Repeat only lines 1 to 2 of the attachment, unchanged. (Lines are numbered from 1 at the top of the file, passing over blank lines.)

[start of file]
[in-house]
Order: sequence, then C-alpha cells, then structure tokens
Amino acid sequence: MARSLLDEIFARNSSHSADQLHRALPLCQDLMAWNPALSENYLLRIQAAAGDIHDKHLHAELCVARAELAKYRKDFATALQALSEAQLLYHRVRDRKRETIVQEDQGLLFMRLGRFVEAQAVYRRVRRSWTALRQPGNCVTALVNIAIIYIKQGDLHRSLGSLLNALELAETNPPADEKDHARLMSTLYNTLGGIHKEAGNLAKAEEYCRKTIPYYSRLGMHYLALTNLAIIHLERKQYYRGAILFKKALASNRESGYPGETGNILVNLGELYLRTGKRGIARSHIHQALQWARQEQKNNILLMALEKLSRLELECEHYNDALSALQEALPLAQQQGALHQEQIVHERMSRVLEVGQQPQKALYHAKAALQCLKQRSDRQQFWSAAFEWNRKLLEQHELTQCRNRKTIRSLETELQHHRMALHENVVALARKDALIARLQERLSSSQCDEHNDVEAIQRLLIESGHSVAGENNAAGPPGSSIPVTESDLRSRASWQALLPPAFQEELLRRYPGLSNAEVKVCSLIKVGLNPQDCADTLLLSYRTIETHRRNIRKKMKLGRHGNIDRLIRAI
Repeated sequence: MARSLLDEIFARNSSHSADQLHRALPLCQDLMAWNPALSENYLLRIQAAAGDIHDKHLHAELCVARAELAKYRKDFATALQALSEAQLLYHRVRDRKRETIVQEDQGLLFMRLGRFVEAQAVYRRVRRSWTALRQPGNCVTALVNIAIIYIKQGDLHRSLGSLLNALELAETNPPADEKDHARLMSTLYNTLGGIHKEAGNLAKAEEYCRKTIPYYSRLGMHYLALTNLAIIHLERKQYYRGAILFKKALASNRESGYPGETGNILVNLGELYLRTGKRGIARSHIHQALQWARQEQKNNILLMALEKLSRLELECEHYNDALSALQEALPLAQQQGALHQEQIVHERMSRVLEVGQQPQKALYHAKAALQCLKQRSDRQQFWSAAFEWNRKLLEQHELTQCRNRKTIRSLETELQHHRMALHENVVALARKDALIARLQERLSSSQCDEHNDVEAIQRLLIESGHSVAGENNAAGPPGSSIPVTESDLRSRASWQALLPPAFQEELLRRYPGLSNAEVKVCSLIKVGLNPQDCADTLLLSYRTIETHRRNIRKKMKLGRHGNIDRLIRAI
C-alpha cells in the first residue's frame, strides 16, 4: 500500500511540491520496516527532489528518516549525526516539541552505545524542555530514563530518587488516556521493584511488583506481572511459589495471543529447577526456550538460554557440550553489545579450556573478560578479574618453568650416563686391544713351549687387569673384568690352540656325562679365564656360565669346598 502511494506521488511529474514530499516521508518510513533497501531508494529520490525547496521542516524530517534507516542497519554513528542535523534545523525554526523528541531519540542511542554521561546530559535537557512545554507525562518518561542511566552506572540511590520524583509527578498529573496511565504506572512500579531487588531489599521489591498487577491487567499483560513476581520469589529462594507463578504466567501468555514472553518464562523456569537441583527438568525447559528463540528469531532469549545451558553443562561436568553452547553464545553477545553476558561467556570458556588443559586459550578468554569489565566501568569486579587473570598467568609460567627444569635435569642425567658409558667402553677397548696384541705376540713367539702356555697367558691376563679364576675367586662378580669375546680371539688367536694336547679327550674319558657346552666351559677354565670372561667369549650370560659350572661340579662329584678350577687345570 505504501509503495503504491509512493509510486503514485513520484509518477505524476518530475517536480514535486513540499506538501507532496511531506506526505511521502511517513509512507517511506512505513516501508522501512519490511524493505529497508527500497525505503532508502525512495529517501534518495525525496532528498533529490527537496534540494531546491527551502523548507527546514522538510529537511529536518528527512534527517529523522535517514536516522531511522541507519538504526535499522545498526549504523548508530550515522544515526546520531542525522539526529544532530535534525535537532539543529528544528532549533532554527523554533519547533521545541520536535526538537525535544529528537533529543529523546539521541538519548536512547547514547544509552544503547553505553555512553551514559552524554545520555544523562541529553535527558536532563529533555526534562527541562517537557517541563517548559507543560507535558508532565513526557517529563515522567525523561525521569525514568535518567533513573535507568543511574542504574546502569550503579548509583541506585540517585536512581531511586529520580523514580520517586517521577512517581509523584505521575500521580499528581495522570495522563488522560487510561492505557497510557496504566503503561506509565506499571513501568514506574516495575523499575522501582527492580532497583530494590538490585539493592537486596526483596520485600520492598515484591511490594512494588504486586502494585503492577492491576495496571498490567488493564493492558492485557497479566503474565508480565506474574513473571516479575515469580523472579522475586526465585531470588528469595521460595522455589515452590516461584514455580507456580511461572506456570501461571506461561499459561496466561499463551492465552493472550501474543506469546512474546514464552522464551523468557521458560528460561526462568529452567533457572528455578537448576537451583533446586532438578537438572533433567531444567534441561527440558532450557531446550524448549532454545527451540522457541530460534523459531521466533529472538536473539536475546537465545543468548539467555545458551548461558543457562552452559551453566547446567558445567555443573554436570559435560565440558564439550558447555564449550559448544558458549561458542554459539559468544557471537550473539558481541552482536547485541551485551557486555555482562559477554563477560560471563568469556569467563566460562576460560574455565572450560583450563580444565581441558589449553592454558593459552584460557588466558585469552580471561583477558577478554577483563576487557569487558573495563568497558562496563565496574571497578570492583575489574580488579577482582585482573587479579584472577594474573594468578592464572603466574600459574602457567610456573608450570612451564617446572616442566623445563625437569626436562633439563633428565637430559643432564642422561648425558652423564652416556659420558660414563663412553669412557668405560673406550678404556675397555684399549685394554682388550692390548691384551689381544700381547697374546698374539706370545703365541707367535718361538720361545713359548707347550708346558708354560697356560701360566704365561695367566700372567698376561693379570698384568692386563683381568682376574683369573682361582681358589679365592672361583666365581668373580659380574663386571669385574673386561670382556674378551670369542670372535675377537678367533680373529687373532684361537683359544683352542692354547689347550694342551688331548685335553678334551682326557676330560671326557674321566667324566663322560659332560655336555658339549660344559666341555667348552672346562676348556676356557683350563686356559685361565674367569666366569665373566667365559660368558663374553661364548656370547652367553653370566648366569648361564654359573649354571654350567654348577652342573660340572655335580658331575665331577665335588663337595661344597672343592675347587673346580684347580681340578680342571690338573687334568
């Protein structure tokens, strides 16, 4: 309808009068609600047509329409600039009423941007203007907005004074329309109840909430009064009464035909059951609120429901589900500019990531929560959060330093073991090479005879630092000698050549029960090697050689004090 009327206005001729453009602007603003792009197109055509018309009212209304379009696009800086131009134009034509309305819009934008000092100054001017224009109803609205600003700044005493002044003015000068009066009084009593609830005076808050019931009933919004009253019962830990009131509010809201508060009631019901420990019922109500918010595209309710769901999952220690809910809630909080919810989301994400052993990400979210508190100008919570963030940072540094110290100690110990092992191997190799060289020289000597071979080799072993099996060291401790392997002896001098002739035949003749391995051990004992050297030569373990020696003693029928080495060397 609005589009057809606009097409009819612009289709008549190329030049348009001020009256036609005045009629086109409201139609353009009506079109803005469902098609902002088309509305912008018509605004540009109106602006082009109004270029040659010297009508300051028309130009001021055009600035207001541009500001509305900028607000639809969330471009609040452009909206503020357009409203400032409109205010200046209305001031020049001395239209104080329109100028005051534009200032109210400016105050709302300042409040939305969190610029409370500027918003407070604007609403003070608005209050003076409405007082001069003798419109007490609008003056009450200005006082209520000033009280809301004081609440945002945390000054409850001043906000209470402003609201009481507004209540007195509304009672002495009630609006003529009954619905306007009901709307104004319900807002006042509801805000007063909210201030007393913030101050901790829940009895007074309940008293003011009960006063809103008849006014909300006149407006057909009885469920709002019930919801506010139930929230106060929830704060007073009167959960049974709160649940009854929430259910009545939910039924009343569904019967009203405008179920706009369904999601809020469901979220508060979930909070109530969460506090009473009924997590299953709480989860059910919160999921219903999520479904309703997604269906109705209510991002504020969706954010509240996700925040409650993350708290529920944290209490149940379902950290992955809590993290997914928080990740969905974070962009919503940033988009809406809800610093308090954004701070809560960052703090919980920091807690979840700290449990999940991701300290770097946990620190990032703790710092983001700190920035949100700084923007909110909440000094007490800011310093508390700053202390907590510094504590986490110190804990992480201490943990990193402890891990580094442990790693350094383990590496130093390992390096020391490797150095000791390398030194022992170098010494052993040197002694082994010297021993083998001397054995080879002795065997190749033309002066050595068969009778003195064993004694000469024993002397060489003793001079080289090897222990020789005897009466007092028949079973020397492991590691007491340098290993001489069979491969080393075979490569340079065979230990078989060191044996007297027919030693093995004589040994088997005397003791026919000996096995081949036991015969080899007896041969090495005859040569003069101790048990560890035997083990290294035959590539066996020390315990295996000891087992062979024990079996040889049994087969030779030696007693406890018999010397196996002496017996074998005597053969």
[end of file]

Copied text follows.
[in-house]
Order: sequence, then C-alpha cells, then structure tokens